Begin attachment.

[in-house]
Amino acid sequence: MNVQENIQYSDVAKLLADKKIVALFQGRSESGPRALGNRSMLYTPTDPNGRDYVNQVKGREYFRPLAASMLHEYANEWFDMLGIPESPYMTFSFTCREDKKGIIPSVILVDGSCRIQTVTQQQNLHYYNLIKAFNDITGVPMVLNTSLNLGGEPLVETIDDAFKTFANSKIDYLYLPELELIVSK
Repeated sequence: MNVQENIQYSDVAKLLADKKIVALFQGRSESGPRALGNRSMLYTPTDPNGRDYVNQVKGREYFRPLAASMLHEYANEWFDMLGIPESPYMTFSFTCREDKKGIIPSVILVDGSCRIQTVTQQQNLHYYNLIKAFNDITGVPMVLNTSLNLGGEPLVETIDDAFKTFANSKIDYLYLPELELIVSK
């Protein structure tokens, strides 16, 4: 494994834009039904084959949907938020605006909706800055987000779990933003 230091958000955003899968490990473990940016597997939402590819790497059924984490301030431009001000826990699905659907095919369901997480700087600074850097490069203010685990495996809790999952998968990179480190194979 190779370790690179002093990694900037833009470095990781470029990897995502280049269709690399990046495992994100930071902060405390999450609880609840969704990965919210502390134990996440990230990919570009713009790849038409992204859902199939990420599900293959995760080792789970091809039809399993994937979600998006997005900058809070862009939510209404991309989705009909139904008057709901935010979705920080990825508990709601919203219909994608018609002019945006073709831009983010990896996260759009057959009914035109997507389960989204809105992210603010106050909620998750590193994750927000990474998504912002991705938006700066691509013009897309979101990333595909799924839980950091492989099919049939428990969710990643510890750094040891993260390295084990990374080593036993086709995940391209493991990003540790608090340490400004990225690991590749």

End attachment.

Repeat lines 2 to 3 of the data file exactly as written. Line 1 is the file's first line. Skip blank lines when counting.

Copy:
Amino acid sequence: MNVQENIQYSDVAKLLADKKIVALFQGRSESGPRALGNRSMLYTPTDPNGRDYVNQVKGREYFRPLAASMLHEYANEWFDMLGIPESPYMTFSFTCREDKKGIIPSVILVDGSCRIQTVTQQQNLHYYNLIKAFNDITGVPMVLNTSLNLGGEPLVETIDDAFKTFANSKIDYLYLPELELIVSK
Repeated sequence: MNVQENIQYSDVAKLLADKKIVALFQGRSESGPRALGNRSMLYTPTDPNGRDYVNQVKGREYFRPLAASMLHEYANEWFDMLGIPESPYMTFSFTCREDKKGIIPSVILVDGSCRIQTVTQQQNLHYYNLIKAFNDITGVPMVLNTSLNLGGEPLVETIDDAFKTFANSKIDYLYLPELELIVSK